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Project Japan: Metabolism Talks... Paperback – October 28, 2011
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About the Author
Hans Ulrich Obrist is the co-director of exhibitions and programmes and director of international projects at the Serpentine Gallery in London.
Top Customer Reviews
This book is neccessary for architects right now: The thorough archiving and indexing of an avant-garde movement reminds us that architects once fearlessly and courageously embraced the transformational qualities of architecture. It really makes you lament the absence of such a strong contemporary agenda to react to-I can't imagine all those pritzker prize winners actually consolidating their respective intelligence into a cohesive idea like the metabolists did.
It's a massive and dense volume though-I havent been able to finish it yet. It is very well illustrated and is bound to provide inspiration, almost too dense to go through all at once.
Of course, a movement like this could have only been spawned in Japan, which was looking for new ways to deal with the post-war housing shortage. Kenzo Tange was the godfather of the movement, and would have a major impact on international architectural design. The movement also gave us Arata Isozaki and Fumihiko Maki, among other leading architects. While the designs looked very futuristic at the time, they were based on traditional planning principles. I would have liked to see a bigger format like Taschen has done on other topics, but the wealth of material will reward those interested in Metabolism.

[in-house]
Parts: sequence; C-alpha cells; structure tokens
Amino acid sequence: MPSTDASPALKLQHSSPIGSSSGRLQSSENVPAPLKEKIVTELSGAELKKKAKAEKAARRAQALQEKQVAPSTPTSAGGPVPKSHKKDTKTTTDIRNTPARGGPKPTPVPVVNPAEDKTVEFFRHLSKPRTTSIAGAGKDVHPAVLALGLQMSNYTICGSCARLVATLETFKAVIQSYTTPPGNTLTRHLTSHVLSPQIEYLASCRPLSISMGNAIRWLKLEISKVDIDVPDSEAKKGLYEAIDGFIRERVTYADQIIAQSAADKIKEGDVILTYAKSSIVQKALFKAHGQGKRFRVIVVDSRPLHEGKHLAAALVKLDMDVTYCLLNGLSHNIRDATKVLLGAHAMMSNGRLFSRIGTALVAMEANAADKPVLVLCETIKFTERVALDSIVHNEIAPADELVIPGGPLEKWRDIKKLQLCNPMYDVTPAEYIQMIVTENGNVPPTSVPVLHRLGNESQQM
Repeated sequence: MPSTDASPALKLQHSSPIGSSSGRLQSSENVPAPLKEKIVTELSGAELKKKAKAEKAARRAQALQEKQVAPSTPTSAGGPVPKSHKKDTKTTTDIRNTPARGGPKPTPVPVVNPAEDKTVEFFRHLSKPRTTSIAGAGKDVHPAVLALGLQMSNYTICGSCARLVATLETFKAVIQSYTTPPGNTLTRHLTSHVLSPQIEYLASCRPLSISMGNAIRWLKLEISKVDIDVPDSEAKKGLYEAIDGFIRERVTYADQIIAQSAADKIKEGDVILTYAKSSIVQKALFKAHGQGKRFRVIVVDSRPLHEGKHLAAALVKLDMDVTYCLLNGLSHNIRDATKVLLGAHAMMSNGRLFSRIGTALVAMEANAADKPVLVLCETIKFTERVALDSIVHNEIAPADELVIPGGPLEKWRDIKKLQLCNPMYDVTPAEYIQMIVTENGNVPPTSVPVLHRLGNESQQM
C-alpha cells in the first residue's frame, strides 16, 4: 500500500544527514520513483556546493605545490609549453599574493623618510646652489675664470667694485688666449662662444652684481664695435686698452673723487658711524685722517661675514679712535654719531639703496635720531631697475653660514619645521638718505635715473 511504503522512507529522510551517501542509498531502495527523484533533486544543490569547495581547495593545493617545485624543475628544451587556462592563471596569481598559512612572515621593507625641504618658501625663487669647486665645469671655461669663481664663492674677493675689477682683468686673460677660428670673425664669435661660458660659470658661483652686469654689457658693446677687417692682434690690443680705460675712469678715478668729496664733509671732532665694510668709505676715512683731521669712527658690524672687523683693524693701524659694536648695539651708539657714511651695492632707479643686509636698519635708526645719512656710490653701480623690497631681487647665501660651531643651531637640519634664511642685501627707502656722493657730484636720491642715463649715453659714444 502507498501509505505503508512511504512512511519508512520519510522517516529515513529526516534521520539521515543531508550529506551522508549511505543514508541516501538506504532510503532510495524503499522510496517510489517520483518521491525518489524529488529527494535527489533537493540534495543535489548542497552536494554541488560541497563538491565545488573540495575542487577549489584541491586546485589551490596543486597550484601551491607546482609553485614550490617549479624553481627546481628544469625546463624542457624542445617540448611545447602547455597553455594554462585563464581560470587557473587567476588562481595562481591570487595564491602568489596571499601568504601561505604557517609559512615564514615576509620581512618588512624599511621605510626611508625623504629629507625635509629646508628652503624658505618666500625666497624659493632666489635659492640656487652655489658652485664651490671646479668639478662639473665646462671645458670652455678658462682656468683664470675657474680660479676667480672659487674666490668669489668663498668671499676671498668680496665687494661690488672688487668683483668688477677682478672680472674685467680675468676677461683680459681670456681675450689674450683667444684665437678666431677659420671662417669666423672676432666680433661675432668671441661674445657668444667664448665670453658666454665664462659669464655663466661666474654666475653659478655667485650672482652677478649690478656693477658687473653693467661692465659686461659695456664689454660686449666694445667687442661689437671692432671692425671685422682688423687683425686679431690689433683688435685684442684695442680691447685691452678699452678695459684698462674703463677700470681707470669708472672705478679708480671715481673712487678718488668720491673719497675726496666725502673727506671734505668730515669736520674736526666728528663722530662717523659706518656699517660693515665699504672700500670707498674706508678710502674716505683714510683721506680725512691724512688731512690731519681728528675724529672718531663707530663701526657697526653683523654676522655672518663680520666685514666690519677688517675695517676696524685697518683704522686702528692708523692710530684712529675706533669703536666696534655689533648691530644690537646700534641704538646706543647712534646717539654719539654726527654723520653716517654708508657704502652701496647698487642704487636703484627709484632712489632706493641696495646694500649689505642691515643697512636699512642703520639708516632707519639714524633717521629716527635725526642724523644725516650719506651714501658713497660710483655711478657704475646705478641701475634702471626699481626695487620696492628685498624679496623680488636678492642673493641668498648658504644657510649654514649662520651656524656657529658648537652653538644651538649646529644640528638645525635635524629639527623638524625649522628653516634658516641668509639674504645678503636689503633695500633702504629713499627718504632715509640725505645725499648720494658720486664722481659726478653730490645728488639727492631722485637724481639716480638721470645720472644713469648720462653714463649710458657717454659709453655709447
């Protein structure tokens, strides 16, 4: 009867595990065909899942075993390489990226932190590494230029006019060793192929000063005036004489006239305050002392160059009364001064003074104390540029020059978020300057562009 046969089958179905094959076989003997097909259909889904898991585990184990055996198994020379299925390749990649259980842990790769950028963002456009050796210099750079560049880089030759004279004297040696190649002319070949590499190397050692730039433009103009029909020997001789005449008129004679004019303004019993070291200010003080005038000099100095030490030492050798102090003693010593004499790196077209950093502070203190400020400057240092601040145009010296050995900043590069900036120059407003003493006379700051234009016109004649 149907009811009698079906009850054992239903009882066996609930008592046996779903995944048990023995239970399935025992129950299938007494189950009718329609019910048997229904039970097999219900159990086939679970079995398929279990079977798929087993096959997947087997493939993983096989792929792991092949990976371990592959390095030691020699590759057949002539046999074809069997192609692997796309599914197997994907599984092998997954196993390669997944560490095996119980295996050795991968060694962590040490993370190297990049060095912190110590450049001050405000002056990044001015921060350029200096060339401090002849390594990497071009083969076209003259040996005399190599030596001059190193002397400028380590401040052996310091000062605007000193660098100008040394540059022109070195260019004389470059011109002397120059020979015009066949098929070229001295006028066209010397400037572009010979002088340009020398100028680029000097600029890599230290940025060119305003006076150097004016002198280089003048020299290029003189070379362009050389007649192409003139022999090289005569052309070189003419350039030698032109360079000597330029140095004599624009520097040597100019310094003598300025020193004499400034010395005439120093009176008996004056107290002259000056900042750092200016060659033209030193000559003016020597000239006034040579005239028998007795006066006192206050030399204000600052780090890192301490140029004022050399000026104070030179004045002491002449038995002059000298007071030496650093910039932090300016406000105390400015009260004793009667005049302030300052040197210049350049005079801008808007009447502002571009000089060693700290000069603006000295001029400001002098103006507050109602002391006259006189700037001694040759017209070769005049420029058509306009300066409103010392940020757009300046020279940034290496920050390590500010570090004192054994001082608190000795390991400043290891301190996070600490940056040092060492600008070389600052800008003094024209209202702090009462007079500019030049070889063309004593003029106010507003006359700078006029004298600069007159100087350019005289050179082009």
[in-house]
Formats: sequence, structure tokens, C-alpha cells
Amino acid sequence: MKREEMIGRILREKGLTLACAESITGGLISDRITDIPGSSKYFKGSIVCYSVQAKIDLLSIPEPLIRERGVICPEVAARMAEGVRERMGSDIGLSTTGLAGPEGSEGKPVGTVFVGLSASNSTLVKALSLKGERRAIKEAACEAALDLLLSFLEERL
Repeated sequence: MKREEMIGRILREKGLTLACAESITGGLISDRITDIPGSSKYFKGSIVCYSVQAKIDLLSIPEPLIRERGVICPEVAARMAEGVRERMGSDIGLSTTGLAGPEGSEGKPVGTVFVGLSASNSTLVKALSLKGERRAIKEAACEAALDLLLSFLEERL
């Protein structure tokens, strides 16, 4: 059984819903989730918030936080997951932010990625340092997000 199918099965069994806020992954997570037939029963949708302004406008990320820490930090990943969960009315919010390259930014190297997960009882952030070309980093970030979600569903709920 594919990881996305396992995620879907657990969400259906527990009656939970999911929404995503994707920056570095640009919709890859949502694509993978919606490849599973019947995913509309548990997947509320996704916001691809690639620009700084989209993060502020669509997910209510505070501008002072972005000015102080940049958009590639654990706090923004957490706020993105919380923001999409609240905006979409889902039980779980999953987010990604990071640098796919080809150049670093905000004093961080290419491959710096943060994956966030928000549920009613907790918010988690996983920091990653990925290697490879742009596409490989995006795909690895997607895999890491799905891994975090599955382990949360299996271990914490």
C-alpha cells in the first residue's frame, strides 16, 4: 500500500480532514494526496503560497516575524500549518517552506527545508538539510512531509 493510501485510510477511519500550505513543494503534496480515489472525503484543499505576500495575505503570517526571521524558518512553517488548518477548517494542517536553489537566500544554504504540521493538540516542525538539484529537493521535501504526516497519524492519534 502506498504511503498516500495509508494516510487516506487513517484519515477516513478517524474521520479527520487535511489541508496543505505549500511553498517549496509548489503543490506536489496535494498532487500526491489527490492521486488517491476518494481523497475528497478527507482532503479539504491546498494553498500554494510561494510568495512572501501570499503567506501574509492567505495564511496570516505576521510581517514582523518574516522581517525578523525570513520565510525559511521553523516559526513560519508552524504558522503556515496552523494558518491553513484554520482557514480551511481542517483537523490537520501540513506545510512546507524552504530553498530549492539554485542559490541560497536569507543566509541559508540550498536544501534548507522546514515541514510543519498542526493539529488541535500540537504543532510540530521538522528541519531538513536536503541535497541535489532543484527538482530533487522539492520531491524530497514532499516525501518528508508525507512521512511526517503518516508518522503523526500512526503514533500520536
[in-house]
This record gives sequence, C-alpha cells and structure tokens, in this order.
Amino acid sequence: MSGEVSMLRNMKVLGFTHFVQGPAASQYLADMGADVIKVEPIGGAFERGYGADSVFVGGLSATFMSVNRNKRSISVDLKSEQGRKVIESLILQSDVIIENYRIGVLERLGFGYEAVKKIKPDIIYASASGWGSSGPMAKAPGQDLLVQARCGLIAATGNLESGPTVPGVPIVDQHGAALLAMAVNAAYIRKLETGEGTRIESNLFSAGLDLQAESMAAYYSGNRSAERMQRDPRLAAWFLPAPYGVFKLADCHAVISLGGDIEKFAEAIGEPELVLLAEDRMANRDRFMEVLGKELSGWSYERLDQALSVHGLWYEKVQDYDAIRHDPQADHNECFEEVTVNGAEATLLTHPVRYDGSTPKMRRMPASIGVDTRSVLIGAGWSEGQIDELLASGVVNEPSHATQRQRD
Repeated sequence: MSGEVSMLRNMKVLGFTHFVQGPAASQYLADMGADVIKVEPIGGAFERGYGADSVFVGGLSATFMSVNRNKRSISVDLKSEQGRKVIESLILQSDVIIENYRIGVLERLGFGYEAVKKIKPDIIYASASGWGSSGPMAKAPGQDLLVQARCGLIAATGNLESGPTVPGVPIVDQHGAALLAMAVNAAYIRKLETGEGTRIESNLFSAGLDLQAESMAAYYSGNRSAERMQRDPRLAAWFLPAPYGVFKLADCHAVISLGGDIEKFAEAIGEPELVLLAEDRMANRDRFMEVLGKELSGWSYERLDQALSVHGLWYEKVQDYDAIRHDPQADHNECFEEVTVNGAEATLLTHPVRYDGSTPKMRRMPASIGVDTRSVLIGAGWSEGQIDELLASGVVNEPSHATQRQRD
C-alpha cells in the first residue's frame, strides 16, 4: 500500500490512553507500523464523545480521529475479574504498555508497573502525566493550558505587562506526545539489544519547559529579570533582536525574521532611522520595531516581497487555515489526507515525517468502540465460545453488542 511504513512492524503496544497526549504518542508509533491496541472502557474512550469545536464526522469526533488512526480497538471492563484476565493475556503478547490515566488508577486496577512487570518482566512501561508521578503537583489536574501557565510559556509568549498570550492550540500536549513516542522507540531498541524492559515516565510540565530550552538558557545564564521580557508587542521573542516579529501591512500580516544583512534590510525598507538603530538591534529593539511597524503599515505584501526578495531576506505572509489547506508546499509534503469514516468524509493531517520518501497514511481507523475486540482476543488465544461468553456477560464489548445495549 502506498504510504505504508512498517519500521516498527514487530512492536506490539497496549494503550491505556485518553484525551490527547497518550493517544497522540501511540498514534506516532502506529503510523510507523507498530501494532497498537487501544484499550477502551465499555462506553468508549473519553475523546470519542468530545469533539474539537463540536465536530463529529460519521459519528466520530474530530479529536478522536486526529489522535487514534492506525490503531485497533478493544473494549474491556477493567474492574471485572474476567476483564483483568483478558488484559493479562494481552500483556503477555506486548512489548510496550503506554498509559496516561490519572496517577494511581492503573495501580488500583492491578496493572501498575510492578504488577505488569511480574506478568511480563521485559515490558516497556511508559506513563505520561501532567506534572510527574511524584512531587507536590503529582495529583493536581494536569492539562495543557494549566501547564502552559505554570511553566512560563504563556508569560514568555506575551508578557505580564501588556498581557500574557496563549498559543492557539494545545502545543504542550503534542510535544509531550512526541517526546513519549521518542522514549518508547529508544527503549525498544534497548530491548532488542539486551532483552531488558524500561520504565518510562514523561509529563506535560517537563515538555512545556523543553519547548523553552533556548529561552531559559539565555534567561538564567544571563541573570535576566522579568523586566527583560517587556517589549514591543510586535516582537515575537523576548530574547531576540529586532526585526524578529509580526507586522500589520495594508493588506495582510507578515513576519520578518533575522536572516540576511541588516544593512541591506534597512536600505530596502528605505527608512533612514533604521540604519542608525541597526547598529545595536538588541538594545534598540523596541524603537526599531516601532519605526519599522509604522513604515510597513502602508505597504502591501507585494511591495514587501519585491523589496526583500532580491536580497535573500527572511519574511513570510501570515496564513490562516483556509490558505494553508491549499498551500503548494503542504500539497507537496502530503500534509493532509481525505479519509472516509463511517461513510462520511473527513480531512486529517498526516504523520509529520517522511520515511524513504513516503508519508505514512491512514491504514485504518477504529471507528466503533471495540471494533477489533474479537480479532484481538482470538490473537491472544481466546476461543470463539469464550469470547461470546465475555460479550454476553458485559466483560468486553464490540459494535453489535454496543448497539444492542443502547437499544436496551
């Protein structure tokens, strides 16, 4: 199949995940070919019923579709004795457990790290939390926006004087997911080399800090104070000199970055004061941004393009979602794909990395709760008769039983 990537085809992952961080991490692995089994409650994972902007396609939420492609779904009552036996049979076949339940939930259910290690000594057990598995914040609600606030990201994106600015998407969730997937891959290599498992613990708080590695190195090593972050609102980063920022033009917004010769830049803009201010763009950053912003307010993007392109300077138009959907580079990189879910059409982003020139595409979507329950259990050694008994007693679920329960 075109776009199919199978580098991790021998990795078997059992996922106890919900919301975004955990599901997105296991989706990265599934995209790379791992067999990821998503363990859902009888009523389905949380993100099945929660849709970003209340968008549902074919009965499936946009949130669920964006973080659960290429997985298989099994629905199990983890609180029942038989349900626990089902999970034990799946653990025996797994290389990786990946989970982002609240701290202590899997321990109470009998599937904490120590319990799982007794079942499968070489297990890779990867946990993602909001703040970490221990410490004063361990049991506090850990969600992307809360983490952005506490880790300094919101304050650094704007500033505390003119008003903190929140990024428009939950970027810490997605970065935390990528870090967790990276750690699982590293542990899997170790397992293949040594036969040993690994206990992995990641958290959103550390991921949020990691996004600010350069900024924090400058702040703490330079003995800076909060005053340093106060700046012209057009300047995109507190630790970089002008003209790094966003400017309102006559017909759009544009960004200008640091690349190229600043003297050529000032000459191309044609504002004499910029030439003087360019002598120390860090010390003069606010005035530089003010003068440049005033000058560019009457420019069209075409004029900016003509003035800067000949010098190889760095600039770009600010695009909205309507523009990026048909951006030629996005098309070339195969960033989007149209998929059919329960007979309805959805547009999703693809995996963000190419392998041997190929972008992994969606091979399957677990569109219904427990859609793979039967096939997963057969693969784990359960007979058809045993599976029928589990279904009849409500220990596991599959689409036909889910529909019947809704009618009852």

When the nuclear bombs dropped on the Japanese cities had to start building cities from scratch.
This book describes the processes of designers to design solutions to this tragedy.
As a designer I can relate to the metabolist's desire for architecture to play a role in solving the many complex problems in a rapidly changing world. Only by working together to advance the architecture profession in Japan were they able to achieve some level of success. With the focus today so much on the individuality of each famous designer, it is refreshing to read about this not-so-distant movement that happened because of a group of individuals working toward a common way of thinking. I have not come across any other books that describe the process of a movement taking shape quite like this book does. It goes to great lengths to provide as many viewpoints as possible from the people who were there when it happened. It is an architecture book that is also about how these architects interacted with their world to promote their vision.
It feels like a large amount of respect and care went into the making of this book. Rem Koolhaas and Hans Ulrich Obrist clearly knew that the metabolist movement in architecture has tremendous historical importance and a serious lack of recorded historical documentation. They did a wonderful job compiling and presenting all the information in this book!